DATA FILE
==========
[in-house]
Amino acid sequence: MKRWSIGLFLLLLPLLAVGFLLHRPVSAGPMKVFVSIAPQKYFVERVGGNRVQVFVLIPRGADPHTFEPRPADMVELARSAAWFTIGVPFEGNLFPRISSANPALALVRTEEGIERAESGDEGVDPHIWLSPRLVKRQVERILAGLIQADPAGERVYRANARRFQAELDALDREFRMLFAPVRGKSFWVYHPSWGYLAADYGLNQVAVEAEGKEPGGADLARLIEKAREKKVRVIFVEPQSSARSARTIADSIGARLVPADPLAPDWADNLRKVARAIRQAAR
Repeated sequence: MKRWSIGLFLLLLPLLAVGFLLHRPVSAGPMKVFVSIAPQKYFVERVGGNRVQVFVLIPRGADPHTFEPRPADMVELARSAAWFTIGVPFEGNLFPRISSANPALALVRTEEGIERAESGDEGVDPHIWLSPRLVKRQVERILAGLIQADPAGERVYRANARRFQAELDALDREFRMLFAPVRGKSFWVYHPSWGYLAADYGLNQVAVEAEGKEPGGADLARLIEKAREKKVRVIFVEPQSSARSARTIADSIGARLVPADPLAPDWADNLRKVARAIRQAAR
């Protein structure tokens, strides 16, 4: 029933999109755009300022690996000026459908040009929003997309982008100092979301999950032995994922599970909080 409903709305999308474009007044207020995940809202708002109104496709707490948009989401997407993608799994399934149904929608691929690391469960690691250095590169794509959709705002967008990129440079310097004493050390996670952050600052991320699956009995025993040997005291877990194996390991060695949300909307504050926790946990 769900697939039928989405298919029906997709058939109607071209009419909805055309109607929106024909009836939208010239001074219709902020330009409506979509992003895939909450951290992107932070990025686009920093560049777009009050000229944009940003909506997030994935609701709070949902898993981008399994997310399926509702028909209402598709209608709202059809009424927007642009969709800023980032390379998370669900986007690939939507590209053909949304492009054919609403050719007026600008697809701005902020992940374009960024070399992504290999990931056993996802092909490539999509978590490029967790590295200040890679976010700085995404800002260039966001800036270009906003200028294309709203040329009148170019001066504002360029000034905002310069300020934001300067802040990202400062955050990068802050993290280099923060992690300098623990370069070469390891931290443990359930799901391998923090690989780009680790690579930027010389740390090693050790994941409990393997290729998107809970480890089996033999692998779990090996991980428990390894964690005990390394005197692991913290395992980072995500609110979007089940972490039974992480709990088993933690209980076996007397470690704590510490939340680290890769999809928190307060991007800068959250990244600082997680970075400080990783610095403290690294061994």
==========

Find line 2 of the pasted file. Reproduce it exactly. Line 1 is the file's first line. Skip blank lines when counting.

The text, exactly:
Amino acid sequence: MKRWSIGLFLLLLPLLAVGFLLHRPVSAGPMKVFVSIAPQKYFVERVGGNRVQVFVLIPRGADPHTFEPRPADMVELARSAAWFTIGVPFEGNLFPRISSANPALALVRTEEGIERAESGDEGVDPHIWLSPRLVKRQVERILAGLIQADPAGERVYRANARRFQAELDALDREFRMLFAPVRGKSFWVYHPSWGYLAADYGLNQVAVEAEGKEPGGADLARLIEKAREKKVRVIFVEPQSSARSARTIADSIGARLVPADPLAPDWADNLRKVARAIRQAAR